How to choose the right ladder for your job and use it safely

two men standing on 2 different types of ladders

Whether you are looking for a ladder to use for your trade or for some home DIY, with so many options on the market it can be difficult to find the right one to suit you. It may not even seem like it’s that important and any old ladder will do but this is not the case. Ensuring you have the right ladder for your job is the safest way to complete any task and reduce the risk of an accident or injury. There are a few things you can take into consideration when looking at what ladder is best for you.


1) Choosing the style of ladder you want

This is the first step in finding your ideal ladder for you, there are many different styles available. Each style is built with a purpose in mind and to keep you safe when climbing or standing. If you don’t know the limitations of the ladder you’re using or using the wrong type all together could result in a serious injury.


2) Selecting the right height

When considering the height of your ladder there are certain guidelines you should adhere to. One of the most important things to bear in mind is that the highest permitted standing level on a step ladder is two steps down from the top. Also, the user should only reach a maximum of 4’ higher than the top of the ladder. This is to ensure you can maintain your balance fully with no wobbling to one side or risking a fall. Different ladder types will have their own guidelines on height, another example is extension ladders where the highest standing level is four rungs down from the top.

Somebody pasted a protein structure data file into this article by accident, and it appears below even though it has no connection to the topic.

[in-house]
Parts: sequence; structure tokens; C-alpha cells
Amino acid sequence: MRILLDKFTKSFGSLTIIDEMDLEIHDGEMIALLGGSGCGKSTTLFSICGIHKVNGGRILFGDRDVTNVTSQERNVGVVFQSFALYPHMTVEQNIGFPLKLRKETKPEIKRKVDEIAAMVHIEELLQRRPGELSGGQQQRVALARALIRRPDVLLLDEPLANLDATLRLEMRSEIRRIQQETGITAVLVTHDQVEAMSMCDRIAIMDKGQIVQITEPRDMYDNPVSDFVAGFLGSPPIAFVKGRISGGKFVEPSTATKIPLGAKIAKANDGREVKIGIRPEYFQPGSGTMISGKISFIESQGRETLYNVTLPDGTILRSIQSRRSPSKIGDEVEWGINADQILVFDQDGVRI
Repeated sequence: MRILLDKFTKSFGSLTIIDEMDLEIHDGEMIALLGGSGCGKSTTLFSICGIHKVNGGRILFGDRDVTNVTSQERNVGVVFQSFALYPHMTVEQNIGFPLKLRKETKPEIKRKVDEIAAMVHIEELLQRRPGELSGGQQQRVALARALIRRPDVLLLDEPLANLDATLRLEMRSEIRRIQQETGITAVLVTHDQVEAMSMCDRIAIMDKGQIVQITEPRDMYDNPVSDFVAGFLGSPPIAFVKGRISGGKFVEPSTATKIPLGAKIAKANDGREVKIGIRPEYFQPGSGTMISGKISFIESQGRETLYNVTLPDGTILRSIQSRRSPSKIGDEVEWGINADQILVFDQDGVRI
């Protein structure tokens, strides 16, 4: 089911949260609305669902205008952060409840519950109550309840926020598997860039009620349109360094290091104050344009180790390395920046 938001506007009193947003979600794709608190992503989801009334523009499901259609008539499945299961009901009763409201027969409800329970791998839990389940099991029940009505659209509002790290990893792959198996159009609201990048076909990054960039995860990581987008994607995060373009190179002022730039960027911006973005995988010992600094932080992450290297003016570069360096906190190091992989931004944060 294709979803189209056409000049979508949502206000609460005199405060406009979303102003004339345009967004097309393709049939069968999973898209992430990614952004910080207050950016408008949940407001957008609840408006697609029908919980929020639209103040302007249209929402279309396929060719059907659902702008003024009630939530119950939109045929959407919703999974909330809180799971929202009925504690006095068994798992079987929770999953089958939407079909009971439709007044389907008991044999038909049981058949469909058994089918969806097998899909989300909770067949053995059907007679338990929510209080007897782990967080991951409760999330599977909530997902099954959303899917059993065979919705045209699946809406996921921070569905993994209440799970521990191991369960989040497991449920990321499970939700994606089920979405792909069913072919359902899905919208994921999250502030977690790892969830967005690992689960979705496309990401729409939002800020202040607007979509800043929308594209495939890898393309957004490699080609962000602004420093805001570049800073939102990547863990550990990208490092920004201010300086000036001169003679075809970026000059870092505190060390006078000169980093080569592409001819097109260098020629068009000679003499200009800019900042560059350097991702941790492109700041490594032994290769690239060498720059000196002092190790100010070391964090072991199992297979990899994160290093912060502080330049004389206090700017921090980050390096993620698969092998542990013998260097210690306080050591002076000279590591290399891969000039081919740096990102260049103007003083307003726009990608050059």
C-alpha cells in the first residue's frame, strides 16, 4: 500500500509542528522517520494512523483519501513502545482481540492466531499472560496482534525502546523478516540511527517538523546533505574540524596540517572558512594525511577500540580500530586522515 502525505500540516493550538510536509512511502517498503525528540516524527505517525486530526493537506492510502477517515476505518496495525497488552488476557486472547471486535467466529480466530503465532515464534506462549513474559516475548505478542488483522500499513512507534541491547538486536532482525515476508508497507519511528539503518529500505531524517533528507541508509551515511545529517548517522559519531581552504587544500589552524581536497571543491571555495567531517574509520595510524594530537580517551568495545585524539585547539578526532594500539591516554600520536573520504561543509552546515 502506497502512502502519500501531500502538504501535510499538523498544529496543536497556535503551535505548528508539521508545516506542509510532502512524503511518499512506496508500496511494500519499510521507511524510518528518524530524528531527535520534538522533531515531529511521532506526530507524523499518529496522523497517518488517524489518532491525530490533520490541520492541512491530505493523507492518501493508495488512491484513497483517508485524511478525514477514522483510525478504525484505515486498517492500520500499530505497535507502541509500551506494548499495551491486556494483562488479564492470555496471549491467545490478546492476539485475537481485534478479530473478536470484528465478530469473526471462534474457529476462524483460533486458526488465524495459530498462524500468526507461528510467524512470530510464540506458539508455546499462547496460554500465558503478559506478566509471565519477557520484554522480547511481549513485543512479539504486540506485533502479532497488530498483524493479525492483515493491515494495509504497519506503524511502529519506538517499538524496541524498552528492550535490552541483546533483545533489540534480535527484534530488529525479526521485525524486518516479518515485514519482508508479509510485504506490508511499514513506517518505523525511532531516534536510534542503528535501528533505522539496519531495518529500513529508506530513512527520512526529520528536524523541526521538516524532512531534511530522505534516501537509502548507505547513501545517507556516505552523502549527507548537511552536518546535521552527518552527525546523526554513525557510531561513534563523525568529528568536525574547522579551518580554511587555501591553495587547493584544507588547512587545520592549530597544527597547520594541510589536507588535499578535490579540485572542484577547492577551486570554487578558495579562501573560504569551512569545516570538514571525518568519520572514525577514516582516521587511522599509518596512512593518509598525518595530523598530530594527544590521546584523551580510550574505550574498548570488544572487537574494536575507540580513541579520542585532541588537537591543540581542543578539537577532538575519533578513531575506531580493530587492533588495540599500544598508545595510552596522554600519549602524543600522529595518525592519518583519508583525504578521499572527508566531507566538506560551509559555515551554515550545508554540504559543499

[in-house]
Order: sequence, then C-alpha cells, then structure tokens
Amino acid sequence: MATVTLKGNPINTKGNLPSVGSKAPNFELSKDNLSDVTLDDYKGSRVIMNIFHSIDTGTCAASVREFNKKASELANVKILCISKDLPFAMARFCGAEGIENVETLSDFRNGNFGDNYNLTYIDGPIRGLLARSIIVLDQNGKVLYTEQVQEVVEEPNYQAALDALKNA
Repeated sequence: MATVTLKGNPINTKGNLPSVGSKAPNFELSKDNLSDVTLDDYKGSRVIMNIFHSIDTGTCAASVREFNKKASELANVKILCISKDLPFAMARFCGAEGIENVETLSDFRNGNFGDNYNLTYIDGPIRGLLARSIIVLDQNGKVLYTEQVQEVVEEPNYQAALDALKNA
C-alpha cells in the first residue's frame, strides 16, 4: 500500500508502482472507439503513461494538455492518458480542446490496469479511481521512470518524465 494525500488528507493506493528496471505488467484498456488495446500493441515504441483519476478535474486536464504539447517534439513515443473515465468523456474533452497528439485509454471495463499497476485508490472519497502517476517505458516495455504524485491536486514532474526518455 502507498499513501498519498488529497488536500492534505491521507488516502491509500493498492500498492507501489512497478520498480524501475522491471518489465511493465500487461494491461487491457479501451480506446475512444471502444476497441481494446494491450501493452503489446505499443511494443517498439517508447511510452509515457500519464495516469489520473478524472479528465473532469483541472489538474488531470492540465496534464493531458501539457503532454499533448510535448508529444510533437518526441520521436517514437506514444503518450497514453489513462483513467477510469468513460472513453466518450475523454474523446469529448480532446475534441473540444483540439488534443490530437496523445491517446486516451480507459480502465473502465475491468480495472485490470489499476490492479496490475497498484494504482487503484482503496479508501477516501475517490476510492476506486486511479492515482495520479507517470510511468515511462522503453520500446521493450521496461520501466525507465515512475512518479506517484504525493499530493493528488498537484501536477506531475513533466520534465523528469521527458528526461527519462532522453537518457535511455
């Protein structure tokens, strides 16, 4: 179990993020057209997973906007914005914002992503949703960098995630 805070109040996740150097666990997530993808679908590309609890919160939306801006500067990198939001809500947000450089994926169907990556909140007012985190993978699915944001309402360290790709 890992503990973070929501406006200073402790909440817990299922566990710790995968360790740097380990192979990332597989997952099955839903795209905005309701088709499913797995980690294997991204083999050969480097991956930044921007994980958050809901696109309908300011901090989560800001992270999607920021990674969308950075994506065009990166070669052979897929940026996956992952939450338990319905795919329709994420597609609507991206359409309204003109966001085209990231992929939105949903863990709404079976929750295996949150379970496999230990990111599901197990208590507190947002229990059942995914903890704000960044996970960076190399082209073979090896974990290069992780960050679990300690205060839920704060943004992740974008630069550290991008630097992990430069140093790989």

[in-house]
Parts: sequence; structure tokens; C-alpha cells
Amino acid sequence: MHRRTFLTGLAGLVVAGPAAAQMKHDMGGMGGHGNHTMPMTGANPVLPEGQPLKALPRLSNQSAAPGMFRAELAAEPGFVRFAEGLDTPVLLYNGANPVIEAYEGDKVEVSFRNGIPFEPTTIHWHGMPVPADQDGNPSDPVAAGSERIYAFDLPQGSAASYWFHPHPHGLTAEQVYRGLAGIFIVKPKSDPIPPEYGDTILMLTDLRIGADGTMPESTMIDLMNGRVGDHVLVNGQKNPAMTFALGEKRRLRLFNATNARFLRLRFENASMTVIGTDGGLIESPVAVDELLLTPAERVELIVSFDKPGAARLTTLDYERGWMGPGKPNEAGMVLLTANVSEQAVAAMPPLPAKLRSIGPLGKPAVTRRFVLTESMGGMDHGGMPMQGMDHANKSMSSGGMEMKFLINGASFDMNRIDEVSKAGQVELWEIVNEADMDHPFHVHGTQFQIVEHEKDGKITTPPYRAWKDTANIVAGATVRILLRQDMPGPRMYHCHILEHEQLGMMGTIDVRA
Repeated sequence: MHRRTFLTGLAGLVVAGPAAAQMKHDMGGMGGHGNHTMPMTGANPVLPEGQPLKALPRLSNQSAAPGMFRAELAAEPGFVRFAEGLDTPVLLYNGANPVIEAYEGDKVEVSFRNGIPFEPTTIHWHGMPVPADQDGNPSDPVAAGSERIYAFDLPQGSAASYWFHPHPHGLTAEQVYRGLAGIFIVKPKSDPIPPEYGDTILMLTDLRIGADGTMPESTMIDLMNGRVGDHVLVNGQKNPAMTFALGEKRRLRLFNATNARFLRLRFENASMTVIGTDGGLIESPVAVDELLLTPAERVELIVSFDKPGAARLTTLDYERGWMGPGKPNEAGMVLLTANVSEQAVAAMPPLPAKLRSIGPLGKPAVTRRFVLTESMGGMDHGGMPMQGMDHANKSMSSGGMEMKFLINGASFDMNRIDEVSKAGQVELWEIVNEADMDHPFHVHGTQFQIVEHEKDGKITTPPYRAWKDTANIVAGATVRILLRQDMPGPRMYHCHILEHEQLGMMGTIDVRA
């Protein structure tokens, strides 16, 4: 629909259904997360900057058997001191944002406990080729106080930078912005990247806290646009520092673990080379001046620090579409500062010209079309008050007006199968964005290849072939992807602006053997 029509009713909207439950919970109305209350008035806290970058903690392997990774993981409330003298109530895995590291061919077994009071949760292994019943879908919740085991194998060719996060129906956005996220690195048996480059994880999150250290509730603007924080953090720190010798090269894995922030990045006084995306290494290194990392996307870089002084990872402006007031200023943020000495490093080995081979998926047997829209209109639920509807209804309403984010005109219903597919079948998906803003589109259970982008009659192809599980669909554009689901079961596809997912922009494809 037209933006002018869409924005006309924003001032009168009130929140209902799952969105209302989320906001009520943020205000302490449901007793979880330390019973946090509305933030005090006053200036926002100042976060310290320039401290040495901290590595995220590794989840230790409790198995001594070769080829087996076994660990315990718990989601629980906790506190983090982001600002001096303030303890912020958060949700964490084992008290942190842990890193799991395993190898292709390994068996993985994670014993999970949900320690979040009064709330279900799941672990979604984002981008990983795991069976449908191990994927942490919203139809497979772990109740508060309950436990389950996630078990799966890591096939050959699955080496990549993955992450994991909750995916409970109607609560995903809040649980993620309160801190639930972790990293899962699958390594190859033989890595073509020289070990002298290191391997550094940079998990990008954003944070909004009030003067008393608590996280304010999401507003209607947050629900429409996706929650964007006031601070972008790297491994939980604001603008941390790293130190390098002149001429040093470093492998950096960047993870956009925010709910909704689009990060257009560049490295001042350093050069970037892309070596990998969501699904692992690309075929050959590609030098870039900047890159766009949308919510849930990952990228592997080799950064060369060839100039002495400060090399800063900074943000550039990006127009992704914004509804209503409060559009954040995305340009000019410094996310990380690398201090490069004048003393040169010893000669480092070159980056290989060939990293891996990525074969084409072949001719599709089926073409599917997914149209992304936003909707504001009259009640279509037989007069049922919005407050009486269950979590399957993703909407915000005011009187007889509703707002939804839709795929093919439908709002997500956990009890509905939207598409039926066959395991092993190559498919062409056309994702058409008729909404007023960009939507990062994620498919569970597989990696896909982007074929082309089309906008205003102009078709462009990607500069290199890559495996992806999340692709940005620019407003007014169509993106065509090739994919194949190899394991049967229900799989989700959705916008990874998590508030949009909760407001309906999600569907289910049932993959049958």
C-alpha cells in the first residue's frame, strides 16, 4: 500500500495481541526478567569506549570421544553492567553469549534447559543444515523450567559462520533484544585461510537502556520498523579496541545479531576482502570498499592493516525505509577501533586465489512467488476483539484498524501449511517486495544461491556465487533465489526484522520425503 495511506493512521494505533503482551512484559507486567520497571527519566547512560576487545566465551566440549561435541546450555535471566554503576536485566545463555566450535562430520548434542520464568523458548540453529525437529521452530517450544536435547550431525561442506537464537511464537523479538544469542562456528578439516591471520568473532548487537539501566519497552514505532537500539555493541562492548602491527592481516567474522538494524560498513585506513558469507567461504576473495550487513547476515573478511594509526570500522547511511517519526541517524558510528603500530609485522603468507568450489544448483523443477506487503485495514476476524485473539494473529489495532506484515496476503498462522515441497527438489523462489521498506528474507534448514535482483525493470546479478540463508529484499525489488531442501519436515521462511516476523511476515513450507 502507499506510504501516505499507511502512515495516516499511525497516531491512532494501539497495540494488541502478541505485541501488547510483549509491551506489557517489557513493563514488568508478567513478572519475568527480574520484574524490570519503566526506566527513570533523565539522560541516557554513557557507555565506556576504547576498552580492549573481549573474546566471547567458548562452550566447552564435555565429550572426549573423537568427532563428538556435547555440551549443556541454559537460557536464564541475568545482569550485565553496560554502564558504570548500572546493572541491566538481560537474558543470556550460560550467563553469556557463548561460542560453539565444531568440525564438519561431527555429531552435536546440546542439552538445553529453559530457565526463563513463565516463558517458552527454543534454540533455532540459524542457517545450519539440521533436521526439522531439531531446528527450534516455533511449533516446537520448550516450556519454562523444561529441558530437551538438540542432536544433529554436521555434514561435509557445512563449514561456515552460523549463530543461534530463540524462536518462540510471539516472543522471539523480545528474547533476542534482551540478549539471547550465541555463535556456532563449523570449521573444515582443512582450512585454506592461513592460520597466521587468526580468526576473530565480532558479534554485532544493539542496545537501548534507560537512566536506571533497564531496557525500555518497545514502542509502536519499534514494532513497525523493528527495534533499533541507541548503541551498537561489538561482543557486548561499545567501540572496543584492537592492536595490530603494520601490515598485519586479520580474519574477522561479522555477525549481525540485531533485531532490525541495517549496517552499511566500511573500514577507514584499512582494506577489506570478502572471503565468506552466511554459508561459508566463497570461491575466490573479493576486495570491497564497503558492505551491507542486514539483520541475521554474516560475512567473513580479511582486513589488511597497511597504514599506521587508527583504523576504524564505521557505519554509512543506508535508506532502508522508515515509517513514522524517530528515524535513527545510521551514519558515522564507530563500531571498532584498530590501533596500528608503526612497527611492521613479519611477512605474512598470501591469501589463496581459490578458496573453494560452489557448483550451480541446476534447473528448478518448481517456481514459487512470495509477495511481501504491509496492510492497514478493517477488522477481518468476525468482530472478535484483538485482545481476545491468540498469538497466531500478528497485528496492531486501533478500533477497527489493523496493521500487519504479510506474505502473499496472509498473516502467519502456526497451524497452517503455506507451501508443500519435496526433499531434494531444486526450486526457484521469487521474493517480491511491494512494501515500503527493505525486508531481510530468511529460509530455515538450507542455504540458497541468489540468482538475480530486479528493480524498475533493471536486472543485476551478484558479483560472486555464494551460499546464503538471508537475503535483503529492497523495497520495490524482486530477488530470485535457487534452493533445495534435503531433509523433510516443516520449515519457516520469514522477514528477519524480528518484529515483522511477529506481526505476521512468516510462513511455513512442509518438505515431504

3) Be aware of how much weight a ladder can hold

All ladders are designed to hold up to a maximum amount of weight. This figure refers to the combined weight of the user fully clothed with any tools or materials that may be carried on and held additionally. For a tradesperson, the maximum weight of the ladder could be an important factor if they need to hold a range of tools to complete their work, if they work on a construction site for example. Whereas a DIY user may not need a ladder that carries so much weight if they are only carrying out smaller jobs around the house or in the garden. Both of these factors should be taken into consideration when making the decision on the right ladder for you.


4) Choosing the right material

The different materials from which ladders are designed and made are not for aesthetic purposes even though it may seem like it sometimes. Each material has different environments and uses in mind, for example one of the most well used materials for making ladders is aluminium. This is because it is lightweight so easy to use but also immensely strong and durable to keep the user as secure as possible while climbing and standing. As well as this aluminium won’t rust or corrode in the rain so it is a good choice for outdoor work like gardening or window cleaning where it could be in contact with wet weather.

Another example is fibreglass which is used in ladders that are needed for electrical work as unlike other materials they don’t conduct electricity so an electrician would need a fibreglass ladder rather than a metal one. That is why it is so important to think about what uses you will have for the ladder because you don’t want to end up buying one made from the wrong material and increase your risk of having an accident.


As a ladder owner, what should you check before use?